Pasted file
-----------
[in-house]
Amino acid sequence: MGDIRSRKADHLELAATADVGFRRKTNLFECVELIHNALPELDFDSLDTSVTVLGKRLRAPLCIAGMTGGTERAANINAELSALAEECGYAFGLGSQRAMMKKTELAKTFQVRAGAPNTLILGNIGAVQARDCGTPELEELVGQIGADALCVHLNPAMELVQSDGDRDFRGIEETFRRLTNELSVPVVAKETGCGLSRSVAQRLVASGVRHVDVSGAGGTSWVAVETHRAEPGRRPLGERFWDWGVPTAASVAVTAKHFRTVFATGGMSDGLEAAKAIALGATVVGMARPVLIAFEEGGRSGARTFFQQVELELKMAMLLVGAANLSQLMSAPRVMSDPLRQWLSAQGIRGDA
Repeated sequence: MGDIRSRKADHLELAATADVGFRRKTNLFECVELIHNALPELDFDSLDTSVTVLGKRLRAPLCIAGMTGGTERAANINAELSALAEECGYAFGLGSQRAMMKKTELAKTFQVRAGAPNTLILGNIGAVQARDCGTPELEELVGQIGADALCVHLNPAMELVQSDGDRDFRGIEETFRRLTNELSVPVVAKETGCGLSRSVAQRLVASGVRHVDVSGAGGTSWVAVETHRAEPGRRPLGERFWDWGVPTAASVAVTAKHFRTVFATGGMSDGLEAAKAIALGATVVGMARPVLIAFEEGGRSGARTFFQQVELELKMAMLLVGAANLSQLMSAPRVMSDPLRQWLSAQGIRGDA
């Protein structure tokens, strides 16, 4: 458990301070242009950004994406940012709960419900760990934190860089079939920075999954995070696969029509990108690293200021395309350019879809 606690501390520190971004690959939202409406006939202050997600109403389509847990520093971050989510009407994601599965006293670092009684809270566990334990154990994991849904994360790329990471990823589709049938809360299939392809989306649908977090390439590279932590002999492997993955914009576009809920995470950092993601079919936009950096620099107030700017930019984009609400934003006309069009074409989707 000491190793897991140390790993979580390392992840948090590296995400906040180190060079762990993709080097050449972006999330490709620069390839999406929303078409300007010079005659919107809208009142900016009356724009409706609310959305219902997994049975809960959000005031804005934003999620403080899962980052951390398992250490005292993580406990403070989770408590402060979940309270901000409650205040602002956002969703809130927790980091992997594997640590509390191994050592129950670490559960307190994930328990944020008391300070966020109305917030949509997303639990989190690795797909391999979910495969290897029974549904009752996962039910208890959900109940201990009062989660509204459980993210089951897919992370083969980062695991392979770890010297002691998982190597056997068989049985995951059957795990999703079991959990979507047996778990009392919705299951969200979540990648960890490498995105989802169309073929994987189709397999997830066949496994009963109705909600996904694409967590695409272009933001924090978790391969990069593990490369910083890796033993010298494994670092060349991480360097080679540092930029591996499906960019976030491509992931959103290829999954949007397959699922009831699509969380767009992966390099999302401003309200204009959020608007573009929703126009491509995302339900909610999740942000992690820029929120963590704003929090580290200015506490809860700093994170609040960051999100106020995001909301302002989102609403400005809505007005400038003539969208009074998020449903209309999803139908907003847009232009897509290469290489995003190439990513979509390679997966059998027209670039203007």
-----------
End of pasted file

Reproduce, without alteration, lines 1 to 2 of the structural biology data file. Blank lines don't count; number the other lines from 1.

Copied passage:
[in-house]
Amino acid sequence: MGDIRSRKADHLELAATADVGFRRKTNLFECVELIHNALPELDFDSLDTSVTVLGKRLRAPLCIAGMTGGTERAANINAELSALAEECGYAFGLGSQRAMMKKTELAKTFQVRAGAPNTLILGNIGAVQARDCGTPELEELVGQIGADALCVHLNPAMELVQSDGDRDFRGIEETFRRLTNELSVPVVAKETGCGLSRSVAQRLVASGVRHVDVSGAGGTSWVAVETHRAEPGRRPLGERFWDWGVPTAASVAVTAKHFRTVFATGGMSDGLEAAKAIALGATVVGMARPVLIAFEEGGRSGARTFFQQVELELKMAMLLVGAANLSQLMSAPRVMSDPLRQWLSAQGIRGDA